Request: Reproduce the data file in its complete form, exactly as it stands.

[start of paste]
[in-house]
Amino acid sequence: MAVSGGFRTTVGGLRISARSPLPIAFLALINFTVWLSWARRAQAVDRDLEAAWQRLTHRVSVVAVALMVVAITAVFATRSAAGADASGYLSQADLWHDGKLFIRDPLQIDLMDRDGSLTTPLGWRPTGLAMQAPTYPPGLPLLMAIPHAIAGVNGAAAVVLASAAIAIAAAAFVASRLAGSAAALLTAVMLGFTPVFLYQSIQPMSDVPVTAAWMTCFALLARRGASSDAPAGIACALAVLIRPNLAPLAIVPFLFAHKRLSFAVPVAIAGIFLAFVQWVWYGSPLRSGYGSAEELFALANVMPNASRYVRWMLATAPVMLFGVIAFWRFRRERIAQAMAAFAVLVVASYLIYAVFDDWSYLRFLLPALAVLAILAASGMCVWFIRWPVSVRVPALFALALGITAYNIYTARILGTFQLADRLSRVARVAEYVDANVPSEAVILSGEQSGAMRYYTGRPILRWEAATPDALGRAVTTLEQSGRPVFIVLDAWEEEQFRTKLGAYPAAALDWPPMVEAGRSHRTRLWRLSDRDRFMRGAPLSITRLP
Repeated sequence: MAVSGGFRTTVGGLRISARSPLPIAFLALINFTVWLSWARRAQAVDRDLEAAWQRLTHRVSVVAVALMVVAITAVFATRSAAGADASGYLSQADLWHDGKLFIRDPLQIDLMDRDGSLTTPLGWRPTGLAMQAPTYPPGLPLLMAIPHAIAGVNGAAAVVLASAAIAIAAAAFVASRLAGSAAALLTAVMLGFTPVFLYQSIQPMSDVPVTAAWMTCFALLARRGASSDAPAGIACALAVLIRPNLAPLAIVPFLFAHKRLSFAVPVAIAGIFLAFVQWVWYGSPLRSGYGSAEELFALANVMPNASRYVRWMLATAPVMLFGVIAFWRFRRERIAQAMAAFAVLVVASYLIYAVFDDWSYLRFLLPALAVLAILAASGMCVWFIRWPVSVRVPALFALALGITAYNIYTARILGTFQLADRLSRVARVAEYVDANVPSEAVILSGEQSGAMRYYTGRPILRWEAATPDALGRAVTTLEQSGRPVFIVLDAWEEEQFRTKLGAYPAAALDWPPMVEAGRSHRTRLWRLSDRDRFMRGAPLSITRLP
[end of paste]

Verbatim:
[in-house]
Amino acid sequence: MAVSGGFRTTVGGLRISARSPLPIAFLALINFTVWLSWARRAQAVDRDLEAAWQRLTHRVSVVAVALMVVAITAVFATRSAAGADASGYLSQADLWHDGKLFIRDPLQIDLMDRDGSLTTPLGWRPTGLAMQAPTYPPGLPLLMAIPHAIAGVNGAAAVVLASAAIAIAAAAFVASRLAGSAAALLTAVMLGFTPVFLYQSIQPMSDVPVTAAWMTCFALLARRGASSDAPAGIACALAVLIRPNLAPLAIVPFLFAHKRLSFAVPVAIAGIFLAFVQWVWYGSPLRSGYGSAEELFALANVMPNASRYVRWMLATAPVMLFGVIAFWRFRRERIAQAMAAFAVLVVASYLIYAVFDDWSYLRFLLPALAVLAILAASGMCVWFIRWPVSVRVPALFALALGITAYNIYTARILGTFQLADRLSRVARVAEYVDANVPSEAVILSGEQSGAMRYYTGRPILRWEAATPDALGRAVTTLEQSGRPVFIVLDAWEEEQFRTKLGAYPAAALDWPPMVEAGRSHRTRLWRLSDRDRFMRGAPLSITRLP
Repeated sequence: MAVSGGFRTTVGGLRISARSPLPIAFLALINFTVWLSWARRAQAVDRDLEAAWQRLTHRVSVVAVALMVVAITAVFATRSAAGADASGYLSQADLWHDGKLFIRDPLQIDLMDRDGSLTTPLGWRPTGLAMQAPTYPPGLPLLMAIPHAIAGVNGAAAVVLASAAIAIAAAAFVASRLAGSAAALLTAVMLGFTPVFLYQSIQPMSDVPVTAAWMTCFALLARRGASSDAPAGIACALAVLIRPNLAPLAIVPFLFAHKRLSFAVPVAIAGIFLAFVQWVWYGSPLRSGYGSAEELFALANVMPNASRYVRWMLATAPVMLFGVIAFWRFRRERIAQAMAAFAVLVVASYLIYAVFDDWSYLRFLLPALAVLAILAASGMCVWFIRWPVSVRVPALFALALGITAYNIYTARILGTFQLADRLSRVARVAEYVDANVPSEAVILSGEQSGAMRYYTGRPILRWEAATPDALGRAVTTLEQSGRPVFIVLDAWEEEQFRTKLGAYPAAALDWPPMVEAGRSHRTRLWRLSDRDRFMRGAPLSITRLP